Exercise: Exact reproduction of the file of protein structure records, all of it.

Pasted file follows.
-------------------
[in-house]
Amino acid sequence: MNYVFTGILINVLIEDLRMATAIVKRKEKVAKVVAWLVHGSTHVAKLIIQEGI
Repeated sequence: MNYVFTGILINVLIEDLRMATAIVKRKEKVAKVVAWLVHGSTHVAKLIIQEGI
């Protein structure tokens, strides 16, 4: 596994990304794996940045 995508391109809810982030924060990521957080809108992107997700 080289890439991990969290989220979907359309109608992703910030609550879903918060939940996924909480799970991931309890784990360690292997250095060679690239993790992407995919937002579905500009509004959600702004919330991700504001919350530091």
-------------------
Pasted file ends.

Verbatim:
[in-house]
Amino acid sequence: MNYVFTGILINVLIEDLRMATAIVKRKEKVAKVVAWLVHGSTHVAKLIIQEGI
Repeated sequence: MNYVFTGILINVLIEDLRMATAIVKRKEKVAKVVAWLVHGSTHVAKLIIQEGI
């Protein structure tokens, strides 16, 4: 596994990304794996940045 995508391109809810982030924060990521957080809108992107997700 080289890439991990969290989220979907359309109608992703910030609550879903918060939940996924909480799970991931309890784990360690292997250095060679690239993790992407995919937002579905500009509004959600702004919330991700504001919350530091």